Treasures in the Scottish Art Museums/Galleries

It’s amazing how each adventure abroad has a different theme, activities, and of course the amount of painting I do (I've learned, the weather can be a great factor lol)! Before we left, I read that Autumn in Scotland usually entails wind, cold, and most likely rain...in fact, in several online sources said to “avoid September if all possible” as it is the rainiest month of the year. Against all odds, we sustained only 10 minutes of “mist” which was really quite lovely. Other days I was perfectly comfortable, and even hot the last few days lol. 

Rainy days last year meant more time to paint, more time for long restaurant lunches and dinners...but here we found ourselves in an entirely different adventure. We visited so many museums and castles, gorgeous vistas and off-the-beaten paths...it is honestly a bit of a blur. So much to enjoy and with which to make connections...here is a small sampling of the art that moved me in Glasgow and Edinburgh...
Can we talk about the use of color & contrast in this first portrait by JD Fergusson?! The thick color and strong strokes?! In the same exhibit were paintings by Leslie Hunter that I also loved:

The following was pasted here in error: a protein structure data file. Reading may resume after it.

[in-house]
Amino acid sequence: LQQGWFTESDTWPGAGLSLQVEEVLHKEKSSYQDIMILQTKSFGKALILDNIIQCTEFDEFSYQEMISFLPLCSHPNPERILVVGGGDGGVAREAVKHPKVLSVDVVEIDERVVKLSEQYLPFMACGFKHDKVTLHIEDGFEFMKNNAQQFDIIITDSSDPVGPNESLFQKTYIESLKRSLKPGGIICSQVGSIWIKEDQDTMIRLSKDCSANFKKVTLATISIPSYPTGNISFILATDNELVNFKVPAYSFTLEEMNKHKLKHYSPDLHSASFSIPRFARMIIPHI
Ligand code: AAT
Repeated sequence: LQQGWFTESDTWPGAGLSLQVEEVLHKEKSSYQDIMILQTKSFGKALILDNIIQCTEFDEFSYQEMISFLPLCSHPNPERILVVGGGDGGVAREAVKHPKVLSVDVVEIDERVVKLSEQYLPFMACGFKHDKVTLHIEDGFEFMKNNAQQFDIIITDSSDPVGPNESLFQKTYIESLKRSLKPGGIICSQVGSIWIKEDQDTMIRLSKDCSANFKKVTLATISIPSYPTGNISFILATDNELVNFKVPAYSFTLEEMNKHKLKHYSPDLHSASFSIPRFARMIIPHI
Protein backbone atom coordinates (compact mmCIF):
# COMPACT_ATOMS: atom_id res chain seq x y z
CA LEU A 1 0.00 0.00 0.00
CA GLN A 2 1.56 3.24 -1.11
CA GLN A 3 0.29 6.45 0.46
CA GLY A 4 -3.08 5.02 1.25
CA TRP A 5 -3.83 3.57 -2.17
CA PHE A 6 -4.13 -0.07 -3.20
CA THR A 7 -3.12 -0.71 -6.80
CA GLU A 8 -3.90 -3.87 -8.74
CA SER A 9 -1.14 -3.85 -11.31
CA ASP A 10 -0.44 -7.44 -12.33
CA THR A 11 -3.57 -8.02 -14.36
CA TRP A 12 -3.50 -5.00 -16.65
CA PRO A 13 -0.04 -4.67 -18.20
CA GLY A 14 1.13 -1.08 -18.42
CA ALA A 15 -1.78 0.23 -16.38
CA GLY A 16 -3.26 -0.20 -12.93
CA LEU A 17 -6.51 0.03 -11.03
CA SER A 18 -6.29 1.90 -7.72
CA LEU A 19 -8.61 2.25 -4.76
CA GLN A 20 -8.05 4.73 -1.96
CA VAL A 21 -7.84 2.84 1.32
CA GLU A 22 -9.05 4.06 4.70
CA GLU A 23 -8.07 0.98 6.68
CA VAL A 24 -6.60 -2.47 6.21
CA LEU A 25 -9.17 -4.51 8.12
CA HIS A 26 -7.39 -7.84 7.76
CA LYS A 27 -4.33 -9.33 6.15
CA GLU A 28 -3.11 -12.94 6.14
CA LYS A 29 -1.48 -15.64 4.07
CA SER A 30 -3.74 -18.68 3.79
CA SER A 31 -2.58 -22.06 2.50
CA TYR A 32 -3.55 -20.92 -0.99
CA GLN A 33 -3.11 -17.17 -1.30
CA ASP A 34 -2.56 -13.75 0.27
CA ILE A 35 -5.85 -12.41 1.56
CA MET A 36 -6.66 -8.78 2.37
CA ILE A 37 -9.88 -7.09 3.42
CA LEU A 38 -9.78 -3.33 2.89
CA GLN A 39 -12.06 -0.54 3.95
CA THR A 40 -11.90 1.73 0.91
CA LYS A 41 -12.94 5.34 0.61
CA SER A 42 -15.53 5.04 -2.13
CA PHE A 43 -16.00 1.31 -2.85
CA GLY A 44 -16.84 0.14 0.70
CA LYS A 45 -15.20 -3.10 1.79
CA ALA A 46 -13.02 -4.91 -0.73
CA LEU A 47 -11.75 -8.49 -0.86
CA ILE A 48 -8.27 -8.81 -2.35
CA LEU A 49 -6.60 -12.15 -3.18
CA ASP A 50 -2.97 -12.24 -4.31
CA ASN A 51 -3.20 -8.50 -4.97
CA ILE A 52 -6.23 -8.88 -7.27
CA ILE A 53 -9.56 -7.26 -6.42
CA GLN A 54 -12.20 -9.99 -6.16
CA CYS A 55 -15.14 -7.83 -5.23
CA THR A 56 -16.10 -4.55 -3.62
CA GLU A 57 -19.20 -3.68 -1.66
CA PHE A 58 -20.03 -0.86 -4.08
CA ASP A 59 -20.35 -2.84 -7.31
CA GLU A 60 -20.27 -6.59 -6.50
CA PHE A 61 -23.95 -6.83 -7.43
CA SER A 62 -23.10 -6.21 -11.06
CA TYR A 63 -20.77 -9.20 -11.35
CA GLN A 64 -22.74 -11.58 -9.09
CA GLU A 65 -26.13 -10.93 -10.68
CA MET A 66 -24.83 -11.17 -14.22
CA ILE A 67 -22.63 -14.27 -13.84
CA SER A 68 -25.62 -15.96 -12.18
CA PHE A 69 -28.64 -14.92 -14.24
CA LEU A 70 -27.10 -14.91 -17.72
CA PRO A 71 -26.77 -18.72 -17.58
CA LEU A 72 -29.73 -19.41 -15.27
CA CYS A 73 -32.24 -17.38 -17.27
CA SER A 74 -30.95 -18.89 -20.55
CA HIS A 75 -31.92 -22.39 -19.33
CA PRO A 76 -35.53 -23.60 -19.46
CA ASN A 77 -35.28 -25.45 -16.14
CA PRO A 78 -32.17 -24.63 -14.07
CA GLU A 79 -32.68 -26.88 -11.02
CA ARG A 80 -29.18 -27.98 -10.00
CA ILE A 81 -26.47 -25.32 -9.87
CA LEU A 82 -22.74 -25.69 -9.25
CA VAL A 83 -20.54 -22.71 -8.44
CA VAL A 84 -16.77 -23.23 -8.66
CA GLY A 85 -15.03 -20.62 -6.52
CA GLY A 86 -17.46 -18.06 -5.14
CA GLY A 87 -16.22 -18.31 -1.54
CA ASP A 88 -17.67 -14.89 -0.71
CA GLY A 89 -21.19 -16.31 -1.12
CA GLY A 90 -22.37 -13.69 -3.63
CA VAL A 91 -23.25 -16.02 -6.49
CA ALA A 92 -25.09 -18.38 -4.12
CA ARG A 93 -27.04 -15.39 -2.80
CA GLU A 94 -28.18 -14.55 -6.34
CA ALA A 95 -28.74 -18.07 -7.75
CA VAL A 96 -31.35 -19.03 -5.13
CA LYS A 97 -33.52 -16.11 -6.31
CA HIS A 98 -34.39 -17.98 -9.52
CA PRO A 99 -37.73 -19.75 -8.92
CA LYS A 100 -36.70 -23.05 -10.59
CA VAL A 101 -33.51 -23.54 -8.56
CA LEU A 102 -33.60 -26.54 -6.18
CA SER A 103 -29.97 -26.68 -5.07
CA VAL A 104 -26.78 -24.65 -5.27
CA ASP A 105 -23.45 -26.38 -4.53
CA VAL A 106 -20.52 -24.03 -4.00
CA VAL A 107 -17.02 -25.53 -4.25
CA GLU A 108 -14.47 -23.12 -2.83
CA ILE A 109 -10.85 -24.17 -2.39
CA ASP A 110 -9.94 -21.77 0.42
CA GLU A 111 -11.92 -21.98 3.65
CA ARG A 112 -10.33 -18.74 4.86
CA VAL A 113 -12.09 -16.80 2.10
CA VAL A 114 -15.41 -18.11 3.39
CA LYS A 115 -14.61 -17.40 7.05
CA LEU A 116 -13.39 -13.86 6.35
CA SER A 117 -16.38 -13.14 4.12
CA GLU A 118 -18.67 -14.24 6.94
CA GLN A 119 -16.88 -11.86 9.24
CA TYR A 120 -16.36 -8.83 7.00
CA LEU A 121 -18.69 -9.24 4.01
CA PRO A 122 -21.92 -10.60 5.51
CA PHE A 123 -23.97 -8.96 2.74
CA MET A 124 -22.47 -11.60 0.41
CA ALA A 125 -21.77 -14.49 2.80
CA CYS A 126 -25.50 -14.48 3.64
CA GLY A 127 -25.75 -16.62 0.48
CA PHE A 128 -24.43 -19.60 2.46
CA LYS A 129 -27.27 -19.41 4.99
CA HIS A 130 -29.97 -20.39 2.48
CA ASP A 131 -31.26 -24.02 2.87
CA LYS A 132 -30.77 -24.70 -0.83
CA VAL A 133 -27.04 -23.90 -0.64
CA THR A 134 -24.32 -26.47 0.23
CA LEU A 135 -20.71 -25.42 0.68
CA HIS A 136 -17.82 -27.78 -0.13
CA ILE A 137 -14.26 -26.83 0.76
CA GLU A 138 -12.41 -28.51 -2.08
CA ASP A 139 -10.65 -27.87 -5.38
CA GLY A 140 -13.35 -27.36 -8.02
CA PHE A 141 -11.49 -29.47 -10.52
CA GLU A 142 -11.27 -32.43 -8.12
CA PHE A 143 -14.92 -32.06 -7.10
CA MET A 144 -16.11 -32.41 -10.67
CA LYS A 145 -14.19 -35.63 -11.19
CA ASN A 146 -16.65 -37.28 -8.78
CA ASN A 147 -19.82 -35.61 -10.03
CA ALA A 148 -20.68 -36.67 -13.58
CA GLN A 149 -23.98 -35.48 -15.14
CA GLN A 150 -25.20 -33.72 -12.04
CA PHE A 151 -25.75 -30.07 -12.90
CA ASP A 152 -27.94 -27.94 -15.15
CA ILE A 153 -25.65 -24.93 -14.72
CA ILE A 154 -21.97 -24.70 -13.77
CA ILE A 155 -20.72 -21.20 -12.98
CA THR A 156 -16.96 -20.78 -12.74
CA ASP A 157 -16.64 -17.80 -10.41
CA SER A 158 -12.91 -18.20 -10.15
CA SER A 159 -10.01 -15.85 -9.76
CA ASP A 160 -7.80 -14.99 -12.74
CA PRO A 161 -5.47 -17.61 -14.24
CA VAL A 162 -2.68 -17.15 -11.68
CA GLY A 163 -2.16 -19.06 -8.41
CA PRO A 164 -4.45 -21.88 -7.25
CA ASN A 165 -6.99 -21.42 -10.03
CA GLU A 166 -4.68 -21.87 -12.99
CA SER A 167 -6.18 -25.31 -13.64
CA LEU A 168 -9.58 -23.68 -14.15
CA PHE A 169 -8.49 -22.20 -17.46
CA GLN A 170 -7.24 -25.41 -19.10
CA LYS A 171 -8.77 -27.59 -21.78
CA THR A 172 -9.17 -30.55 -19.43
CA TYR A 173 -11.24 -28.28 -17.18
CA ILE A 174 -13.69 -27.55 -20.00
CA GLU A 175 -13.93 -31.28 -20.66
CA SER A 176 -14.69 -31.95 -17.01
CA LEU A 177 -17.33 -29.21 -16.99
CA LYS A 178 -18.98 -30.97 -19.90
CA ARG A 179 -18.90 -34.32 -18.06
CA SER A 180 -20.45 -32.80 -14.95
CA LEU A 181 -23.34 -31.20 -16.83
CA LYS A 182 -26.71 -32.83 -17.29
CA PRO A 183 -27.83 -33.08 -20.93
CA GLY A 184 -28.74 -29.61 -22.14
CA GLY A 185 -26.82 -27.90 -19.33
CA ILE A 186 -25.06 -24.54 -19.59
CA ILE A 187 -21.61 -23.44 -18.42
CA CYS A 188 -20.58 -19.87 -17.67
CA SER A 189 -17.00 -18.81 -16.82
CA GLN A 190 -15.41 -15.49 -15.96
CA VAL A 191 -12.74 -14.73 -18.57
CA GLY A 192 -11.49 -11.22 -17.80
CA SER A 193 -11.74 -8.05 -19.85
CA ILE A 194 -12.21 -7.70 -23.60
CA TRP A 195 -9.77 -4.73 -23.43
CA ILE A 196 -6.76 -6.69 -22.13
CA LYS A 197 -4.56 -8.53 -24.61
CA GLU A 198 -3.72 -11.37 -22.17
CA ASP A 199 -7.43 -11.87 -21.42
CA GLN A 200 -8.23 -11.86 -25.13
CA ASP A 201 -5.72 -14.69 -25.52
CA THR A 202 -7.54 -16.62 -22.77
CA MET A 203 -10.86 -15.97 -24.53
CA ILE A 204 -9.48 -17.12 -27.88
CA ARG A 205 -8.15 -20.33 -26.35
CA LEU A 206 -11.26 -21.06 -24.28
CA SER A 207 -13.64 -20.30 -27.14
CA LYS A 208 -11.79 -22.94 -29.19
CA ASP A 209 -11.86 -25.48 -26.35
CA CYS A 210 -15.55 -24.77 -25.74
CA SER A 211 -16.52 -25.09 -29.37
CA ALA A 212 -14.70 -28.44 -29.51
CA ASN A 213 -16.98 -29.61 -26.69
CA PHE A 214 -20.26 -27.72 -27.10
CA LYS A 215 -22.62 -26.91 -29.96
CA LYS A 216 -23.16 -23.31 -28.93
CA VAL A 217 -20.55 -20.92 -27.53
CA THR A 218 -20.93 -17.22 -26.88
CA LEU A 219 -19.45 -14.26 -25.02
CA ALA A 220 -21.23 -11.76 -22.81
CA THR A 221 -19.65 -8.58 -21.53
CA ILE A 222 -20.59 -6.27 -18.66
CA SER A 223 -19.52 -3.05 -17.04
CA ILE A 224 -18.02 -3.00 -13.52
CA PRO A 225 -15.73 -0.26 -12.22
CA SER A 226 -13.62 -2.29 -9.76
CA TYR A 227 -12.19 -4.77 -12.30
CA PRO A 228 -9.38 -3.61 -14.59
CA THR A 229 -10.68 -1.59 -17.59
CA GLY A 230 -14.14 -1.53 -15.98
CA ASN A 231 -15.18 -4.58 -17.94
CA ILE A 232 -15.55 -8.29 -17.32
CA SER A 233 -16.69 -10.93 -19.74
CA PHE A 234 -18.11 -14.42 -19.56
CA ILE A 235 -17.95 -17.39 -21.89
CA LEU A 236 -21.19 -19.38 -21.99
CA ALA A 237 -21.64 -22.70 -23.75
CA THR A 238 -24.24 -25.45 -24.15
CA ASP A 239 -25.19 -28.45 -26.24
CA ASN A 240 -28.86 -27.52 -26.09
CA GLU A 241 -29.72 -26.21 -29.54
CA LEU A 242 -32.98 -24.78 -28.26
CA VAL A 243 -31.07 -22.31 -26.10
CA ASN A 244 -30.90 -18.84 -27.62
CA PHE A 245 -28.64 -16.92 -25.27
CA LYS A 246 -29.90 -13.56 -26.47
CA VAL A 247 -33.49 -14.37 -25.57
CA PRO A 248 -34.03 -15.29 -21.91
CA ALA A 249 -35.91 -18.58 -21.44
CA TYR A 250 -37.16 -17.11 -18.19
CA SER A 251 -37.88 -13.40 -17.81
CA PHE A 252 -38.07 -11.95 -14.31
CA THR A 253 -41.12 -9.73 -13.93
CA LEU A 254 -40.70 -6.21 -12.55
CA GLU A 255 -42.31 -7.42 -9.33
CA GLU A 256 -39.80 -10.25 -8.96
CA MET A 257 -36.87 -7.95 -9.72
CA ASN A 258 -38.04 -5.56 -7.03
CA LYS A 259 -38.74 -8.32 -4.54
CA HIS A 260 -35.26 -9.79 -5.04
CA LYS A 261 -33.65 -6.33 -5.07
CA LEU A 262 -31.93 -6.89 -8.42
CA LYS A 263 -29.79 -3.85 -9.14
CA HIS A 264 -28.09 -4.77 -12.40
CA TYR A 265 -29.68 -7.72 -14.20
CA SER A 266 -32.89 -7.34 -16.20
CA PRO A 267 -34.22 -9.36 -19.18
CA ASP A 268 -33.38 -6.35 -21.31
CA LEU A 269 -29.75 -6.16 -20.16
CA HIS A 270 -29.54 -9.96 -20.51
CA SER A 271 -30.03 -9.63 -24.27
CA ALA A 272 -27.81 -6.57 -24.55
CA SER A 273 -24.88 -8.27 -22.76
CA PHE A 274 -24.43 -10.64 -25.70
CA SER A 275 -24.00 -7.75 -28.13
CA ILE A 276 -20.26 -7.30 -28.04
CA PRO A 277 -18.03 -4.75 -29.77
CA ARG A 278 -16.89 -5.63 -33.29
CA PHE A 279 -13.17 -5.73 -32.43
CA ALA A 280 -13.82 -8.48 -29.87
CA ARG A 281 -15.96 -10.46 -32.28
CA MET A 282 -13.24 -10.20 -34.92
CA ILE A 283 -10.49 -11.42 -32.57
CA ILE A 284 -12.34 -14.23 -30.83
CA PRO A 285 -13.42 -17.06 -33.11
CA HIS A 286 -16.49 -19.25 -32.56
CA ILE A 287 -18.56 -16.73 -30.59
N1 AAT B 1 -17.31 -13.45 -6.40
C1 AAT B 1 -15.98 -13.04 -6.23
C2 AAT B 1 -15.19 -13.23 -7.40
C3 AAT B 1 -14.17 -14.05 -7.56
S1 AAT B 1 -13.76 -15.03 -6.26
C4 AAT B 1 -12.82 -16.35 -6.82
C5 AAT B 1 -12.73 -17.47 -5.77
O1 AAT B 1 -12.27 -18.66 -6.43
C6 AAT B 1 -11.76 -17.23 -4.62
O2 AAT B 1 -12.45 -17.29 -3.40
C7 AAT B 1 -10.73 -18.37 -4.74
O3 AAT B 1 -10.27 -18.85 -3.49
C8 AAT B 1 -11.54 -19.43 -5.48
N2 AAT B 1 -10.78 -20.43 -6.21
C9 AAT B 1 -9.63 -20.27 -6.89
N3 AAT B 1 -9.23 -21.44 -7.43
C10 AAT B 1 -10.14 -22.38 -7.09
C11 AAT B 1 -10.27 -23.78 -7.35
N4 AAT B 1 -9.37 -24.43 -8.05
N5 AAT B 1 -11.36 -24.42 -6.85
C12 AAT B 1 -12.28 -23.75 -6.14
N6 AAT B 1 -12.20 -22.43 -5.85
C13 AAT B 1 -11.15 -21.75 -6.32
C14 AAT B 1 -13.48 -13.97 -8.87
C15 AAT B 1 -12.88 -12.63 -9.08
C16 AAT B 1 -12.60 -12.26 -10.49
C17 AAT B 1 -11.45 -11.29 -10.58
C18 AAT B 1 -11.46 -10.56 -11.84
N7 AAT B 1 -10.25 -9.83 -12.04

There were so many still life paintings to love:
This one by Jan van Huysum had some hidden treasures
  
  
And plenty of stunning florals in vases...here is my favorite and the only surviving floral by JBS Chardin:
  
There were too many fantastic portraits to mention, but this one of sisters Charlotte and Louisa Stuart caught my eye as well as their stories...they were both very accomplished artists. More than 300 of Louisa's paintings are in the collection and Museum of Queen Victoria and Albert. Her sister Charlotte was considered a very talented painter herself. In fact, painter G.F.Watts said that she "was born an artist greater than any England had produced, the circumstances of her life alonge preventing her from working on the the full achievement"...He was disappointed she had not finished an ambitious painting that would have satisfied posterity that "in 1866 there lived an artist as great as Venice ever knew."  
  
Another I enjoyed was of the Princess Charlotte of Wales...they exhibit hung her dress next to her portrait.
  
Gosh, I probably need to do another post. Here is just one more favorite...Edouard Vuillard's la chambre rose:
 

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